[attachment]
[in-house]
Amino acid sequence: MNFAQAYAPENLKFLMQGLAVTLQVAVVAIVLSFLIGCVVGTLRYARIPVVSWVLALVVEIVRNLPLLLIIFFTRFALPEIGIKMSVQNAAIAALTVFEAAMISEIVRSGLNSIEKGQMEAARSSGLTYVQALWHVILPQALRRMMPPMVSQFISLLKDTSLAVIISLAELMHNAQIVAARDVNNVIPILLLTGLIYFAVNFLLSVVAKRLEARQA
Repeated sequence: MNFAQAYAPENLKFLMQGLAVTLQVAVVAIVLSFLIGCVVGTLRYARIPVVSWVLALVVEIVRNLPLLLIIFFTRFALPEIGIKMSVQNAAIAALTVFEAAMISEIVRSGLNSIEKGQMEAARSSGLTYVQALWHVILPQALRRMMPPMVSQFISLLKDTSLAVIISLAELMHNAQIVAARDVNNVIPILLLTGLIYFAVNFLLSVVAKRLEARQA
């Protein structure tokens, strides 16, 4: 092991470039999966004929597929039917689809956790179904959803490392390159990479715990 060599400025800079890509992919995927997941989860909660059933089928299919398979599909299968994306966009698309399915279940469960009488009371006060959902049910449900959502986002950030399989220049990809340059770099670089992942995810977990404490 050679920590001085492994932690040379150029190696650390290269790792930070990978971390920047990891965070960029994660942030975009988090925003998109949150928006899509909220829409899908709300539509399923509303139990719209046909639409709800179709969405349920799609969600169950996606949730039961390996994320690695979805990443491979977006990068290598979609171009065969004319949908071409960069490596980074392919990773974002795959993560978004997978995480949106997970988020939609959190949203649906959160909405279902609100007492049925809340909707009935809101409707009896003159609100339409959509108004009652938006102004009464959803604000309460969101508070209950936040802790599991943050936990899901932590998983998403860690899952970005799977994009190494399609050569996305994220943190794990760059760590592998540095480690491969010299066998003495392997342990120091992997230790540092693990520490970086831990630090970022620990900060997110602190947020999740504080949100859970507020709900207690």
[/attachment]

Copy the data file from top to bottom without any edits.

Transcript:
[in-house]
Amino acid sequence: MNFAQAYAPENLKFLMQGLAVTLQVAVVAIVLSFLIGCVVGTLRYARIPVVSWVLALVVEIVRNLPLLLIIFFTRFALPEIGIKMSVQNAAIAALTVFEAAMISEIVRSGLNSIEKGQMEAARSSGLTYVQALWHVILPQALRRMMPPMVSQFISLLKDTSLAVIISLAELMHNAQIVAARDVNNVIPILLLTGLIYFAVNFLLSVVAKRLEARQA
Repeated sequence: MNFAQAYAPENLKFLMQGLAVTLQVAVVAIVLSFLIGCVVGTLRYARIPVVSWVLALVVEIVRNLPLLLIIFFTRFALPEIGIKMSVQNAAIAALTVFEAAMISEIVRSGLNSIEKGQMEAARSSGLTYVQALWHVILPQALRRMMPPMVSQFISLLKDTSLAVIISLAELMHNAQIVAARDVNNVIPILLLTGLIYFAVNFLLSVVAKRLEARQA
């Protein structure tokens, strides 16, 4: 092991470039999966004929597929039917689809956790179904959803490392390159990479715990 060599400025800079890509992919995927997941989860909660059933089928299919398979599909299968994306966009698309399915279940469960009488009371006060959902049910449900959502986002950030399989220049990809340059770099670089992942995810977990404490 050679920590001085492994932690040379150029190696650390290269790792930070990978971390920047990891965070960029994660942030975009988090925003998109949150928006899509909220829409899908709300539509399923509303139990719209046909639409709800179709969405349920799609969600169950996606949730039961390996994320690695979805990443491979977006990068290598979609171009065969004319949908071409960069490596980074392919990773974002795959993560978004997978995480949106997970988020939609959190949203649906959160909405279902609100007492049925809340909707009935809101409707009896003159609100339409959509108004009652938006102004009464959803604000309460969101508070209950936040802790599991943050936990899901932590998983998403860690899952970005799977994009190494399609050569996305994220943190794990760059760590592998540095480690491969010299066998003495392997342990120091992997230790540092693990520490970086831990630090970022620990900060997110602190947020999740504080949100859970507020709900207690």